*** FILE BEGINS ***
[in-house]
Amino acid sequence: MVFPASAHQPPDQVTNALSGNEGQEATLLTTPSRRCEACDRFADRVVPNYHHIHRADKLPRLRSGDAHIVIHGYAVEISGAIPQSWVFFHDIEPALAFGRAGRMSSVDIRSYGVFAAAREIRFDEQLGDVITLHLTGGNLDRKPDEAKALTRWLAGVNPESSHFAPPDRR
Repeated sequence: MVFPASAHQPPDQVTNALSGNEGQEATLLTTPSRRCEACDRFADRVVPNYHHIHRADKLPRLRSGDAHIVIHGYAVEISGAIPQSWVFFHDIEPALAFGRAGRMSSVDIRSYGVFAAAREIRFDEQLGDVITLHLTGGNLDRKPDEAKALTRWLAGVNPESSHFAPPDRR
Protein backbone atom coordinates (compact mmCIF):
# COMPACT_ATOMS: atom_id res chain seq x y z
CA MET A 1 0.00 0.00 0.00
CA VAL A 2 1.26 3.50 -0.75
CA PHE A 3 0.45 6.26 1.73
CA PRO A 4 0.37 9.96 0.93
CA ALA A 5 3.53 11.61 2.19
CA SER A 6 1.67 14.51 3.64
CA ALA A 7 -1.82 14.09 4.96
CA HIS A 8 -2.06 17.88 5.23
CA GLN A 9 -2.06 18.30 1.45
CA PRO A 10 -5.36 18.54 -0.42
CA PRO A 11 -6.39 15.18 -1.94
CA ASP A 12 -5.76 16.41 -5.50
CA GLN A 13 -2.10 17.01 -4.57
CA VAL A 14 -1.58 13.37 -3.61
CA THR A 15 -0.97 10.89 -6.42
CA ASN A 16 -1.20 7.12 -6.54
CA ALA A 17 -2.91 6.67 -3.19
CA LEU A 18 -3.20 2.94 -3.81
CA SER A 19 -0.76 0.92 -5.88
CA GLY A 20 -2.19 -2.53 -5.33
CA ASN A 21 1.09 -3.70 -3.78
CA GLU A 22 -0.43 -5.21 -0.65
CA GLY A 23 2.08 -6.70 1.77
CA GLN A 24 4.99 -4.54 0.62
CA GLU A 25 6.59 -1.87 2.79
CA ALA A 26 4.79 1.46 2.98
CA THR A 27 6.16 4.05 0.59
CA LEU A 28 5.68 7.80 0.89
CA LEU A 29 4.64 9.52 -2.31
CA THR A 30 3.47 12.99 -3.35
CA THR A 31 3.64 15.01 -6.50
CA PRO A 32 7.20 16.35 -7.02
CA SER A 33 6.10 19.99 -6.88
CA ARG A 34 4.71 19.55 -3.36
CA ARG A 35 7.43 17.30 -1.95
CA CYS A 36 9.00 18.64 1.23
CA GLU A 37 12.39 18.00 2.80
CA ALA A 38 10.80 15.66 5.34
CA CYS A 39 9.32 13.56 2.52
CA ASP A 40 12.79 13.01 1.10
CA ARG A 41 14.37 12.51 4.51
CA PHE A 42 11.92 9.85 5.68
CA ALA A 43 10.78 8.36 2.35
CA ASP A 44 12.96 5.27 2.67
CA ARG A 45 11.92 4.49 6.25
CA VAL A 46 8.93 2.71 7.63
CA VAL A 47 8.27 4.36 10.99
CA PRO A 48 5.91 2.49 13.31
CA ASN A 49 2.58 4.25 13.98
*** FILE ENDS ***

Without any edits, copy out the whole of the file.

[in-house]
Amino acid sequence: MVFPASAHQPPDQVTNALSGNEGQEATLLTTPSRRCEACDRFADRVVPNYHHIHRADKLPRLRSGDAHIVIHGYAVEISGAIPQSWVFFHDIEPALAFGRAGRMSSVDIRSYGVFAAAREIRFDEQLGDVITLHLTGGNLDRKPDEAKALTRWLAGVNPESSHFAPPDRR
Repeated sequence: MVFPASAHQPPDQVTNALSGNEGQEATLLTTPSRRCEACDRFADRVVPNYHHIHRADKLPRLRSGDAHIVIHGYAVEISGAIPQSWVFFHDIEPALAFGRAGRMSSVDIRSYGVFAAAREIRFDEQLGDVITLHLTGGNLDRKPDEAKALTRWLAGVNPESSHFAPPDRR
Protein backbone atom coordinates (compact mmCIF):
# COMPACT_ATOMS: atom_id res chain seq x y z
CA MET A 1 0.00 0.00 0.00
CA VAL A 2 1.26 3.50 -0.75
CA PHE A 3 0.45 6.26 1.73
CA PRO A 4 0.37 9.96 0.93
CA ALA A 5 3.53 11.61 2.19
CA SER A 6 1.67 14.51 3.64
CA ALA A 7 -1.82 14.09 4.96
CA HIS A 8 -2.06 17.88 5.23
CA GLN A 9 -2.06 18.30 1.45
CA PRO A 10 -5.36 18.54 -0.42
CA PRO A 11 -6.39 15.18 -1.94
CA ASP A 12 -5.76 16.41 -5.50
CA GLN A 13 -2.10 17.01 -4.57
CA VAL A 14 -1.58 13.37 -3.61
CA THR A 15 -0.97 10.89 -6.42
CA ASN A 16 -1.20 7.12 -6.54
CA ALA A 17 -2.91 6.67 -3.19
CA LEU A 18 -3.20 2.94 -3.81
CA SER A 19 -0.76 0.92 -5.88
CA GLY A 20 -2.19 -2.53 -5.33
CA ASN A 21 1.09 -3.70 -3.78
CA GLU A 22 -0.43 -5.21 -0.65
CA GLY A 23 2.08 -6.70 1.77
CA GLN A 24 4.99 -4.54 0.62
CA GLU A 25 6.59 -1.87 2.79
CA ALA A 26 4.79 1.46 2.98
CA THR A 27 6.16 4.05 0.59
CA LEU A 28 5.68 7.80 0.89
CA LEU A 29 4.64 9.52 -2.31
CA THR A 30 3.47 12.99 -3.35
CA THR A 31 3.64 15.01 -6.50
CA PRO A 32 7.20 16.35 -7.02
CA SER A 33 6.10 19.99 -6.88
CA ARG A 34 4.71 19.55 -3.36
CA ARG A 35 7.43 17.30 -1.95
CA CYS A 36 9.00 18.64 1.23
CA GLU A 37 12.39 18.00 2.80
CA ALA A 38 10.80 15.66 5.34
CA CYS A 39 9.32 13.56 2.52
CA ASP A 40 12.79 13.01 1.10
CA ARG A 41 14.37 12.51 4.51
CA PHE A 42 11.92 9.85 5.68
CA ALA A 43 10.78 8.36 2.35
CA ASP A 44 12.96 5.27 2.67
CA ARG A 45 11.92 4.49 6.25
CA VAL A 46 8.93 2.71 7.63
CA VAL A 47 8.27 4.36 10.99
CA PRO A 48 5.91 2.49 13.31
CA ASN A 49 2.58 4.25 13.98